But there are eyes. Black. Dilated. Wild. Shuddering shoulder blades. A foam-flecked jowl. Coyotes are not supposed to walk alone in daylight. They are creatures of the night.

This one staggers desperately into the sun.

“Why don’t we go inside for a bit, Kara?” Josie crushes the remains of the fire in a cloud of sparks. I recognize the coyote—she’s been nesting on the property for years. She limps fearlessly toward Josie’s back.

Marty stands with a groan, brushing splinters from his Levi’s. I point. He’s not looking. No one’s looking

“After we get warmed up—” Josie catches sight of my face, then turns to see the rabid soul staring into hers.

For a moment, no one moves, save for the trembling shake of sickness in the coyote’s limbs, a high spitty whine like cicadas leaching from her throat. I wonder, in the half-second of calm, if this is all she wanted, just to stand in the sun, and sing.

Then she lunges at Josie, who swings the shovel, smashing the wasted animal’s shoulder with a crack and knocking her writhing onto the stump. Josie’s heel slips on a patch of moss and she falls, dropping the shovel. Marty tries to club the animal over the head with a block of wood, but her jaws snap fiercely, flinging slobber and keeping him away.

There’s a knot in my throat that may never leave, but I step up behind the suffering thing, tighten my grip, and swing down hard.

The blade glances off bone and digs in near the eyes. I swing again to still her completely.

Marty, gasping relief, helps my aunt to her feet. “Damn lucky she didn’t bite any of us. Poor critter. No cure for rabies.” He looks at me—I can feel his gaze—but I’m drawn to the life draining out, red streams running off the splayed skull to cool in the dirt. Did she realize what was happening as the disease tightened? Did she know there was only ever one end?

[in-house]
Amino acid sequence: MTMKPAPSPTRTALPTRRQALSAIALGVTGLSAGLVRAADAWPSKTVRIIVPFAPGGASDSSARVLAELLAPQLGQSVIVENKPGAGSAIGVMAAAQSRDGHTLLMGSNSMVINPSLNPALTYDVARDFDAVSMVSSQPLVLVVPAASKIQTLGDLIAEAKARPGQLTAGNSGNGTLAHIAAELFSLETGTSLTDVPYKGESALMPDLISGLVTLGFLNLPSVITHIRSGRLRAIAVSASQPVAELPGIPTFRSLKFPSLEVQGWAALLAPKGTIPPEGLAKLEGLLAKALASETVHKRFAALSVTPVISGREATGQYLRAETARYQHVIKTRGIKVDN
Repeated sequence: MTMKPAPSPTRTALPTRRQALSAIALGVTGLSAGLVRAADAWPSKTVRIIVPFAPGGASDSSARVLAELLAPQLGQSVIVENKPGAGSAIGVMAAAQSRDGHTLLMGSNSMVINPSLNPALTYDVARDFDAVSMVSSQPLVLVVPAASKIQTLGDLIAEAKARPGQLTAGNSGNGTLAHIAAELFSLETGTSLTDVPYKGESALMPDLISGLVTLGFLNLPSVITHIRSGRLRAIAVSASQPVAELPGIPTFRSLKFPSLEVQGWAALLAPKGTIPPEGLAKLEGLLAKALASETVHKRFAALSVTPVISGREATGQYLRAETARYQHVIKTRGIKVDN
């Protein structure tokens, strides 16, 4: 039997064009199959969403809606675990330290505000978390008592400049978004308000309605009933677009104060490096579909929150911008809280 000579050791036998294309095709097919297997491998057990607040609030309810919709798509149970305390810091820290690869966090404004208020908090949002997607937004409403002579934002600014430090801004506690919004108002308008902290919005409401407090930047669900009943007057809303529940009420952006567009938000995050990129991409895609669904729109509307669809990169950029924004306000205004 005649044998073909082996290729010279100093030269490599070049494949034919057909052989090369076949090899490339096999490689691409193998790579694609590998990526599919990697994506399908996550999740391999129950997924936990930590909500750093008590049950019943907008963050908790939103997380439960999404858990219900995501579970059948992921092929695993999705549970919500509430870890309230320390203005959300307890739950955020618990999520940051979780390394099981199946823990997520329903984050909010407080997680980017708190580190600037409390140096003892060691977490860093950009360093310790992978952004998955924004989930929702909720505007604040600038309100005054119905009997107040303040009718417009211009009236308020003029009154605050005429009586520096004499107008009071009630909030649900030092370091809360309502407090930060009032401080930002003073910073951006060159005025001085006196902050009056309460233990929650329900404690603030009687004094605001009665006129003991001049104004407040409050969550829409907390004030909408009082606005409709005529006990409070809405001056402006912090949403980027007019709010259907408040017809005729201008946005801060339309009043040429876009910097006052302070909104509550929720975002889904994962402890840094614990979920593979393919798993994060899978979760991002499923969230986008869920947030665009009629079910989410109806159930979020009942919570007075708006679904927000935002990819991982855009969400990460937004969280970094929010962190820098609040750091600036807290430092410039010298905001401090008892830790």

I swallow, then rest the axe against the stump and pick up the shovel. “Uncle Marty,” I say. “The sled?”

He sees what I’m about but shakes his head. “Ground’s too hard to dig, Kara.”

“Not there. Not yet.” I point the tip of the spade at the cattails that still suck on soft wet soil. Their heads look bent. Bowed, maybe—a velvet ring of reverence. Marty trades a glance with Josie, then nods.

From high above, in the tepid warmth of a climbing sun, the snow finally starts to fall.


Kelli Fitzpatrick
Issue 11, Spring 2019

is an author, teacher, and community activist based in mid-Michigan. Her Star Trek short story “The Sunwalkers” is published in Strange New Worlds 2016 (Simon and Schuster). Her flash fiction appears in Flash Fiction Online and is forthcoming in Still Life journal. In 2016, she placed fourth in the international NYC Midnight Flash Fiction Challenge, and she has multiple critical essays in print from Sequart and ATB Publishing. She advises a creative writing group for teen students, enjoys volunteering for local nonprofit organizations, and avidly promotes public education and the arts.

Find the author on Twitter [at] KelliFitzWrites, and visit her website at: